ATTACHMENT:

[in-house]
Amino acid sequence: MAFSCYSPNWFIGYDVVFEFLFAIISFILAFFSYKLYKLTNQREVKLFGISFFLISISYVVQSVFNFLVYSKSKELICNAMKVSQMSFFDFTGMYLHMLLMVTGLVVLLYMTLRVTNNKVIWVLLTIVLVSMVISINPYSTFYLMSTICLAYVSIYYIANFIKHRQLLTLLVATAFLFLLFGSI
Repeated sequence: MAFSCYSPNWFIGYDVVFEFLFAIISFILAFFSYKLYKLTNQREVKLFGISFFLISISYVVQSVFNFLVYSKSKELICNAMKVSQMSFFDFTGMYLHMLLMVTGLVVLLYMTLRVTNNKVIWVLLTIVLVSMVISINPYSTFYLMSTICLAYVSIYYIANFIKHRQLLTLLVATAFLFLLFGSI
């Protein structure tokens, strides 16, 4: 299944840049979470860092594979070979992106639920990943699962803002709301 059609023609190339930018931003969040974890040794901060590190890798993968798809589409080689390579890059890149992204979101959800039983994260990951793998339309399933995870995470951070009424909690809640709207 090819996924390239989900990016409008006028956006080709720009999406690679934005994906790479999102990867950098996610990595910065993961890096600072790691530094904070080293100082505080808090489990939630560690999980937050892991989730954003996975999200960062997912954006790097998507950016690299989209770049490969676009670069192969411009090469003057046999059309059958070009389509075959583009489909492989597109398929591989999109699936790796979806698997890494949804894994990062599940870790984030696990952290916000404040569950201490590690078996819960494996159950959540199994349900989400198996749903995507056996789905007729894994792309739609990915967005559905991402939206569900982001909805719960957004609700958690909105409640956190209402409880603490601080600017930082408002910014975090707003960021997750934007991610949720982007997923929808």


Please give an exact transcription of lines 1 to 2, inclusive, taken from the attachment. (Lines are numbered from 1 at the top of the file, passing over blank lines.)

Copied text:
[in-house]
Amino acid sequence: MAFSCYSPNWFIGYDVVFEFLFAIISFILAFFSYKLYKLTNQREVKLFGISFFLISISYVVQSVFNFLVYSKSKELICNAMKVSQMSFFDFTGMYLHMLLMVTGLVVLLYMTLRVTNNKVIWVLLTIVLVSMVISINPYSTFYLMSTICLAYVSIYYIANFIKHRQLLTLLVATAFLFLLFGSI